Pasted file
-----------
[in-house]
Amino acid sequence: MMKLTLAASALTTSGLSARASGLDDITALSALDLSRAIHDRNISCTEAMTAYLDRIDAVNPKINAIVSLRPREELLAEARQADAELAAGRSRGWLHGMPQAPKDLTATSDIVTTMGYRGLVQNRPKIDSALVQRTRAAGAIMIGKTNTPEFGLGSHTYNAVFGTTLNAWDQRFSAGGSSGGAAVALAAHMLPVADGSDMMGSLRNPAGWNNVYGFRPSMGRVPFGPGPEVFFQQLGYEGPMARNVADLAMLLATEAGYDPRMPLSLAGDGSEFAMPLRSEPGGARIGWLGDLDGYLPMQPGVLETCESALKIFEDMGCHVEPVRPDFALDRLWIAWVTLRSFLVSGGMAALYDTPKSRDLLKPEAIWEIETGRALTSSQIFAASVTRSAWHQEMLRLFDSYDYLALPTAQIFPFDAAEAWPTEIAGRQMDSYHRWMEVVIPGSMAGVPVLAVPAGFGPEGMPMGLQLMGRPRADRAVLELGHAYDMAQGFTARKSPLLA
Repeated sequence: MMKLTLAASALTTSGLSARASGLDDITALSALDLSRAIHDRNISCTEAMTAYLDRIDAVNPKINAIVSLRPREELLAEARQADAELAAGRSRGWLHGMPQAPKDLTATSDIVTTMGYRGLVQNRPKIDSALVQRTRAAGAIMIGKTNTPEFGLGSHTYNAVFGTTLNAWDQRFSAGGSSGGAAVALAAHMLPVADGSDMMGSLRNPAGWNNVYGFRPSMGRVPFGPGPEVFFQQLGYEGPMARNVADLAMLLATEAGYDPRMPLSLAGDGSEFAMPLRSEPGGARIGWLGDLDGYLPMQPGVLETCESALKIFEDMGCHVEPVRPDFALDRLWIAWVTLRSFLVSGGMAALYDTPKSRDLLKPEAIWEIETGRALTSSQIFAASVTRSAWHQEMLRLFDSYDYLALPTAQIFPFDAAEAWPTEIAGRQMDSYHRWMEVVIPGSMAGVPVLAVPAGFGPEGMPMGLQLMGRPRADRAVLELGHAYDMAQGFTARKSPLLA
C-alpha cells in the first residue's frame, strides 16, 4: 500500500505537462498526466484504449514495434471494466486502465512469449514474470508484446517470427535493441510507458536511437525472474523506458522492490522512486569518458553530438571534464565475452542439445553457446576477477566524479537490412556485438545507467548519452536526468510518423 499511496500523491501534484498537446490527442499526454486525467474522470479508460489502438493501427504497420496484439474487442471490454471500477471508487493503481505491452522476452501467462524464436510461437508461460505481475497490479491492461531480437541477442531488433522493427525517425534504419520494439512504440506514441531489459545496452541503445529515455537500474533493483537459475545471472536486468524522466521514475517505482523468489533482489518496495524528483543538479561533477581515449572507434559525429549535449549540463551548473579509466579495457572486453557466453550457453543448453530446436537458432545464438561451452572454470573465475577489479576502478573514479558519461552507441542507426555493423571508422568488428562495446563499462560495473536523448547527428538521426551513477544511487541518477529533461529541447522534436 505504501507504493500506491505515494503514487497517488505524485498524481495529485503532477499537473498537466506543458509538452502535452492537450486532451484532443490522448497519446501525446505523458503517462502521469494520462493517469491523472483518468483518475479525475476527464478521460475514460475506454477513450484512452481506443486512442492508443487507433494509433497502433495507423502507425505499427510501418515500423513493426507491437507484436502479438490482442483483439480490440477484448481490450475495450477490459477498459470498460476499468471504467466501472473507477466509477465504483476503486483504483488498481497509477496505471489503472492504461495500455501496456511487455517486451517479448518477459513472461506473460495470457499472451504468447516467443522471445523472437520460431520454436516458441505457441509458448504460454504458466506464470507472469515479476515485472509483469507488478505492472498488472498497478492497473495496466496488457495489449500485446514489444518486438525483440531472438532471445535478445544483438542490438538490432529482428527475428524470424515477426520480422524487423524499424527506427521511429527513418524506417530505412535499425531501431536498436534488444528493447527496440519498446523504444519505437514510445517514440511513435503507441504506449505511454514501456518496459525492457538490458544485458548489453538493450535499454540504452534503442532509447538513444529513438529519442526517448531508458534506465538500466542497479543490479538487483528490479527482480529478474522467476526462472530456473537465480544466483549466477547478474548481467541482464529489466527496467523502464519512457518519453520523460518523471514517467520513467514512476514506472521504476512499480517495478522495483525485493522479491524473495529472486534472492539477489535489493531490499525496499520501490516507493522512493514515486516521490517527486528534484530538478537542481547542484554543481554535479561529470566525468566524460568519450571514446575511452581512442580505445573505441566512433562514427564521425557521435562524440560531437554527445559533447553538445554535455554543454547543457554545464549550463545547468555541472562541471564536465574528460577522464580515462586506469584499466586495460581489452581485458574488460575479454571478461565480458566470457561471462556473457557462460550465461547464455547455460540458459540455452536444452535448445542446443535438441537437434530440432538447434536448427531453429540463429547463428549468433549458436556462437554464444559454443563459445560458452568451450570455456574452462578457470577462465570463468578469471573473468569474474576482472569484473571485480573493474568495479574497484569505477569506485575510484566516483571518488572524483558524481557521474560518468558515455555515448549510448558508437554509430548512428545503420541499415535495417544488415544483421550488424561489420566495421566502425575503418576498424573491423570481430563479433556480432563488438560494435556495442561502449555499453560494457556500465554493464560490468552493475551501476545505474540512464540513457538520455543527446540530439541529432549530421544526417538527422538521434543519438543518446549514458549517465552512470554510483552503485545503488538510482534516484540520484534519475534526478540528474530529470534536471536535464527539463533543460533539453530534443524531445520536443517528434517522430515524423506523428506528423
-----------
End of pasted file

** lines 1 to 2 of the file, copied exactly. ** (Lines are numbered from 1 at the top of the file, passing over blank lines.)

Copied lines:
[in-house]
Amino acid sequence: MMKLTLAASALTTSGLSARASGLDDITALSALDLSRAIHDRNISCTEAMTAYLDRIDAVNPKINAIVSLRPREELLAEARQADAELAAGRSRGWLHGMPQAPKDLTATSDIVTTMGYRGLVQNRPKIDSALVQRTRAAGAIMIGKTNTPEFGLGSHTYNAVFGTTLNAWDQRFSAGGSSGGAAVALAAHMLPVADGSDMMGSLRNPAGWNNVYGFRPSMGRVPFGPGPEVFFQQLGYEGPMARNVADLAMLLATEAGYDPRMPLSLAGDGSEFAMPLRSEPGGARIGWLGDLDGYLPMQPGVLETCESALKIFEDMGCHVEPVRPDFALDRLWIAWVTLRSFLVSGGMAALYDTPKSRDLLKPEAIWEIETGRALTSSQIFAASVTRSAWHQEMLRLFDSYDYLALPTAQIFPFDAAEAWPTEIAGRQMDSYHRWMEVVIPGSMAGVPVLAVPAGFGPEGMPMGLQLMGRPRADRAVLELGHAYDMAQGFTARKSPLLA